Some Christians and Alcohol Consumption

I’m neither a translator nor a prohibitionist, but I can’t help but notice that you quoted a translation (English) of the text. Demonstrating that there is no wiggle room in a translation by people who’ve already necessarily taken a particular position doesn’t advance your argument.

Or, as they say in my parents’ Episcopal church, wherever you find four Episcopalians, you’ll find a fifth.

John 2:1-11

King James Version

2 And the third day there was a marriage in Cana of Galilee; and the mother of Jesus was there:

2 And both Jesus was called, and his disciples, to the marriage.

3 And when they wanted wine, the mother of Jesus saith unto him, They have no wine.

4 Jesus saith unto her, Woman, what have I to do with thee? mine hour is not yet come.

5 His mother saith unto the servants, Whatsoever he saith unto you, do it.

6 And there were set there six waterpots of stone, after the manner of the purifying of the Jews, containing two or three firkins apiece.

7 Jesus saith unto them, Fill the waterpots with water. And they filled them up to the brim.

8 And he saith unto them, Draw out now, and bear unto the governor of the feast. And they bare it.

9 When the ruler of the feast had tasted the water that was made wine, and knew not whence it was: (but the servants which drew the water knew;) the governor of the feast called the bridegroom,

10 And saith unto him, Every man at the beginning doth set forth good wine; and when men have well drunk, then that which is worse: but thou hast kept the good wine until now.

And what translation of John 2:10 would actually reflect the Greek text? It’s not that there’s no wiggle room in the translation, it’s that there’s no wiggle room in the meaning of the original text. In this passage of the Gospel of John, Jesus is portrayed as having turned water into οἶνος for a group of people who had already μεθύω (methyō). You can translate “μεθύω” as "have well drunk’ or “have had too much to drink” as you please, but I can’t see how any translation can say that word isn’t from μέθη, and that word has an inescapable meaning of “strong drink” or “drunkenness” (that is, intoxication from consuming alcohol). Μεθύω just doesn’t mean “drinking unfermented grape juice”.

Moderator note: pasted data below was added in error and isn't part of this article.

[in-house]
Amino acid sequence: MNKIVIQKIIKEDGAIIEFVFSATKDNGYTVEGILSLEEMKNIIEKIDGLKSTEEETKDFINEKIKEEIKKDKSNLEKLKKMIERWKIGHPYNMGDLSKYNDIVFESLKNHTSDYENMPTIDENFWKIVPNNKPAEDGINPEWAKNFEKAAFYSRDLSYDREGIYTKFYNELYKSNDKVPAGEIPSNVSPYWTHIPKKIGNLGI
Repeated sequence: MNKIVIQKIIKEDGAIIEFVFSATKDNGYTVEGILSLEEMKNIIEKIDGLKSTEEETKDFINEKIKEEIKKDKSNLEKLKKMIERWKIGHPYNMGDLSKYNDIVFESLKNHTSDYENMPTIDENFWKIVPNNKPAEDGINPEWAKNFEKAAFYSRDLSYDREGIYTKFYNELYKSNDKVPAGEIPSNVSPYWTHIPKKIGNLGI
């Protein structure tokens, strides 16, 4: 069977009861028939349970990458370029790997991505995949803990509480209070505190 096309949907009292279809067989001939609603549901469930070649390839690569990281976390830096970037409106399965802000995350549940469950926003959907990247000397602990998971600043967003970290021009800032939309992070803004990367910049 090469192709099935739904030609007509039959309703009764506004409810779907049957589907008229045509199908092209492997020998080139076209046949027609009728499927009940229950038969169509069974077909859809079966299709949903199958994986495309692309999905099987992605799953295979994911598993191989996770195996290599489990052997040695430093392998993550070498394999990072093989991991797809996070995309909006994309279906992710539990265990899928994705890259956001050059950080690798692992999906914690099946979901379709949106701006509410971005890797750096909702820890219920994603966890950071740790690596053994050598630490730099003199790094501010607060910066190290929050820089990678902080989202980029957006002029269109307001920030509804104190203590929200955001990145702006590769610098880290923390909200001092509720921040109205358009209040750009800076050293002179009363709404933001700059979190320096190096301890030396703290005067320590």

And then there’s the rest of the sentence. Normally at the beginning of a party the host serves higher-quality unfermented grape juice; and then when everyone has drunk a lot of unfermented grape juice, the host begins serving them lower-quality unfermented grape juice [or perhaps younger or more-recent unfermented grape juice] but you have saved the best-quality unfermented grape juice until now. How does that make any sense whatsoever?

The idea that “the Bible” (a diverse collection of texts, written by different people over the course of many hundreds of years) invariably and in every passage teaches total abstinence from the consumption of alcoholic beverages is a silly and ahistorical idea that has been promoted by a segment of Protestant Christians beginning in a relatively recent historical era. However sympathetic we may be about the real social problems caused by the excessive consumption of alcoholic beverages in 18th and 19th century society (and especially the social problems surrounding the consumption of distilled, high-proof liquors as opposed to fermented beverages like wine and beer, which of course no one who wrote any of the Biblical texts had any knowledge of), there is simply no basis to ascribing to “the Bible” the ideas of mandatory total abstinence from all alcoholic beverages, nor their legal prohibition.

Schooled…

Some previous threads that may interest you:





Baptists Delighted They Can Now Wear Masks At Liquor Store

Mormons believe in complete abstinence from alcohol, as well as coffee and tea, and believe that a revelation to Joseph Smith forms a scriptural basis for it, despite it not being given in the form of a commandment, that it was not universally applied until decades later and the well-documents continued imbibing by Joseph Smith himself.